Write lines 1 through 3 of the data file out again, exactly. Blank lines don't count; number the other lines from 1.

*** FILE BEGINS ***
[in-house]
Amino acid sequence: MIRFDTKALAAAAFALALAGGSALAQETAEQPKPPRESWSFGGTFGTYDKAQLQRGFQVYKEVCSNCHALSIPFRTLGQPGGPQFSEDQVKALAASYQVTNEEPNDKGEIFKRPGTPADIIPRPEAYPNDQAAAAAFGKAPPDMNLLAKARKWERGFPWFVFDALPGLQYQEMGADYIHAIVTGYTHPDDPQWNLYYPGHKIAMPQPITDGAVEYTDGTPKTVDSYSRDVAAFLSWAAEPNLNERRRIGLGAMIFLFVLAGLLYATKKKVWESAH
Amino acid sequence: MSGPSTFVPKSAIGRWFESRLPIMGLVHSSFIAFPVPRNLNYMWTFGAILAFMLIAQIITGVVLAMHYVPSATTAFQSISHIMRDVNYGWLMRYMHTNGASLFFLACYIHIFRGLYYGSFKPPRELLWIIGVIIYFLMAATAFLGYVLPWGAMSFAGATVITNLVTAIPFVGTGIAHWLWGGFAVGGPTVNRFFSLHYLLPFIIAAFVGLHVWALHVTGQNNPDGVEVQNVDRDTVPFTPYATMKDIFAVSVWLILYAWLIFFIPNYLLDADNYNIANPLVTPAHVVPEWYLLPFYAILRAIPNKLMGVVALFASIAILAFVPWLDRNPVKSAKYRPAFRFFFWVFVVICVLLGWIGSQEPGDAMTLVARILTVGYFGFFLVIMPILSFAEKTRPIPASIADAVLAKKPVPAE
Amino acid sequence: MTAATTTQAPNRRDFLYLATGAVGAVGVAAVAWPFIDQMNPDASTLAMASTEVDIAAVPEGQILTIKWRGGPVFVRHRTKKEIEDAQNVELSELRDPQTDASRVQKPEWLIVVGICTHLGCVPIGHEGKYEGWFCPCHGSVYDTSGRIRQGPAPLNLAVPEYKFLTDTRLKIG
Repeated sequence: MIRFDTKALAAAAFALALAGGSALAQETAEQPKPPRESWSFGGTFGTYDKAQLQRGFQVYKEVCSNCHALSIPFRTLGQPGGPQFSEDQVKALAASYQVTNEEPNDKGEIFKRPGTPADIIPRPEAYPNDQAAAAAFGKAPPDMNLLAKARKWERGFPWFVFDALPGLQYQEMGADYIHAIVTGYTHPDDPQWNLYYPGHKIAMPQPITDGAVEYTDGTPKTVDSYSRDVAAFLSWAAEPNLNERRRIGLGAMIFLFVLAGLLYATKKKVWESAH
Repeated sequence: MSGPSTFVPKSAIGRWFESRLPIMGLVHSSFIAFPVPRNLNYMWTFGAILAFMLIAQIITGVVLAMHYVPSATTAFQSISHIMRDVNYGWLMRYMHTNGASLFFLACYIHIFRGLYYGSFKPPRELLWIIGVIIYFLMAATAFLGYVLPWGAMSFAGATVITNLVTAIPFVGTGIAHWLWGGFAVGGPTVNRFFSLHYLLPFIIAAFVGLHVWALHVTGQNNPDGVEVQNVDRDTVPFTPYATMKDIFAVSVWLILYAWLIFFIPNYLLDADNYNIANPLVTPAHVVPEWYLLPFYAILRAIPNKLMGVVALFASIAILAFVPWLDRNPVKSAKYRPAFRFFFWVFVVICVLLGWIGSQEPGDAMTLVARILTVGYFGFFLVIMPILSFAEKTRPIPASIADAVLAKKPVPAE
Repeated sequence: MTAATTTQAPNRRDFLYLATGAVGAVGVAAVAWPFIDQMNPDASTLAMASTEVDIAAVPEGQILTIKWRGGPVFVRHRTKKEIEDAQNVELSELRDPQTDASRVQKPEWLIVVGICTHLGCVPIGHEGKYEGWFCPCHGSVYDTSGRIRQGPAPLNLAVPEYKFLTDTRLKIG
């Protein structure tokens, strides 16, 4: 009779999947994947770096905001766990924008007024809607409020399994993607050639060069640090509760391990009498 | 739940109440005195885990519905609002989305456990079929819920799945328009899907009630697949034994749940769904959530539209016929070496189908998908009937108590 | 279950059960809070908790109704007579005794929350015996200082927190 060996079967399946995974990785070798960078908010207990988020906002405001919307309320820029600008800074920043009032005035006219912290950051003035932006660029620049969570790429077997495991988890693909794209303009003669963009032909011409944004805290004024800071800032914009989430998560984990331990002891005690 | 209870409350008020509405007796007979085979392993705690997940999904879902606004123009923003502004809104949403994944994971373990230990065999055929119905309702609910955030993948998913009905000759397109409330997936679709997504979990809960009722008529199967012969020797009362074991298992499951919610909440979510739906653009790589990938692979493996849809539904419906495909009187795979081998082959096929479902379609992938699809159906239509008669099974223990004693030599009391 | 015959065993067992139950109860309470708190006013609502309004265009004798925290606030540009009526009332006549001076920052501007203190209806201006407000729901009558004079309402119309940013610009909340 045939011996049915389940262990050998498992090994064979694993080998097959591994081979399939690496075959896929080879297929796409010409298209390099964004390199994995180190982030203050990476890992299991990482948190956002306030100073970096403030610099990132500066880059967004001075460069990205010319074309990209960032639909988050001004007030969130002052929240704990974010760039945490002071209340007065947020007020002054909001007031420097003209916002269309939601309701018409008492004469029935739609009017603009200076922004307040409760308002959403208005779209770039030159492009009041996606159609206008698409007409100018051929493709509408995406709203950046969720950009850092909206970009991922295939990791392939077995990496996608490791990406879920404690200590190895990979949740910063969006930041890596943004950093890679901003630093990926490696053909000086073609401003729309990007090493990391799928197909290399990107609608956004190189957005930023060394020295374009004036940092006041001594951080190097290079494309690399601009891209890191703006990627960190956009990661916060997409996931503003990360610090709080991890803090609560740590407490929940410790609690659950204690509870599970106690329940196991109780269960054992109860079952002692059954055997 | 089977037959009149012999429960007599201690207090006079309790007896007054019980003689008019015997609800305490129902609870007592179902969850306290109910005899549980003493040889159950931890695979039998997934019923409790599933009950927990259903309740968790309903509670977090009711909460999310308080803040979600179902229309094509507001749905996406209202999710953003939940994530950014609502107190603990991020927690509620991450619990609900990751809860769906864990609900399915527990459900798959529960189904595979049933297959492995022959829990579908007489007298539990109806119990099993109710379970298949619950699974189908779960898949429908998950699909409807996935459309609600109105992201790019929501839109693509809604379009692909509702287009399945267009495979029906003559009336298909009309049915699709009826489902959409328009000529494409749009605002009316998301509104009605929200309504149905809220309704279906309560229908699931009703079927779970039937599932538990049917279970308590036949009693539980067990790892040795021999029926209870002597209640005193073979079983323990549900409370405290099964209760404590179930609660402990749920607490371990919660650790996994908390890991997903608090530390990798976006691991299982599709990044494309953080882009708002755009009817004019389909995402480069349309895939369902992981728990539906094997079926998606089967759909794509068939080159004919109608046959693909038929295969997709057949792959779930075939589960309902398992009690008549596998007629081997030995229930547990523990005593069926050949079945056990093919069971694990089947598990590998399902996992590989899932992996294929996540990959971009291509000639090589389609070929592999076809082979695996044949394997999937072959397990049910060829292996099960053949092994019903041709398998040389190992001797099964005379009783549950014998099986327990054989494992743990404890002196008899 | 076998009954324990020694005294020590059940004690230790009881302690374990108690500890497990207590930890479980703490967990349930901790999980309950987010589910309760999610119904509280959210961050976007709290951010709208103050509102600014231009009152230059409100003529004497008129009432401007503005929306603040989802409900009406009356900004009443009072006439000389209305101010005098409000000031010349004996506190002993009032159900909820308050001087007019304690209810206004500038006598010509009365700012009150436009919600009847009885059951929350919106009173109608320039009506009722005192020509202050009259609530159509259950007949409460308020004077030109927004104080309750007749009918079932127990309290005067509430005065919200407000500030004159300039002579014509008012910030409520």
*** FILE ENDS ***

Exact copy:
[in-house]
Amino acid sequence: MIRFDTKALAAAAFALALAGGSALAQETAEQPKPPRESWSFGGTFGTYDKAQLQRGFQVYKEVCSNCHALSIPFRTLGQPGGPQFSEDQVKALAASYQVTNEEPNDKGEIFKRPGTPADIIPRPEAYPNDQAAAAAFGKAPPDMNLLAKARKWERGFPWFVFDALPGLQYQEMGADYIHAIVTGYTHPDDPQWNLYYPGHKIAMPQPITDGAVEYTDGTPKTVDSYSRDVAAFLSWAAEPNLNERRRIGLGAMIFLFVLAGLLYATKKKVWESAH
Amino acid sequence: MSGPSTFVPKSAIGRWFESRLPIMGLVHSSFIAFPVPRNLNYMWTFGAILAFMLIAQIITGVVLAMHYVPSATTAFQSISHIMRDVNYGWLMRYMHTNGASLFFLACYIHIFRGLYYGSFKPPRELLWIIGVIIYFLMAATAFLGYVLPWGAMSFAGATVITNLVTAIPFVGTGIAHWLWGGFAVGGPTVNRFFSLHYLLPFIIAAFVGLHVWALHVTGQNNPDGVEVQNVDRDTVPFTPYATMKDIFAVSVWLILYAWLIFFIPNYLLDADNYNIANPLVTPAHVVPEWYLLPFYAILRAIPNKLMGVVALFASIAILAFVPWLDRNPVKSAKYRPAFRFFFWVFVVICVLLGWIGSQEPGDAMTLVARILTVGYFGFFLVIMPILSFAEKTRPIPASIADAVLAKKPVPAE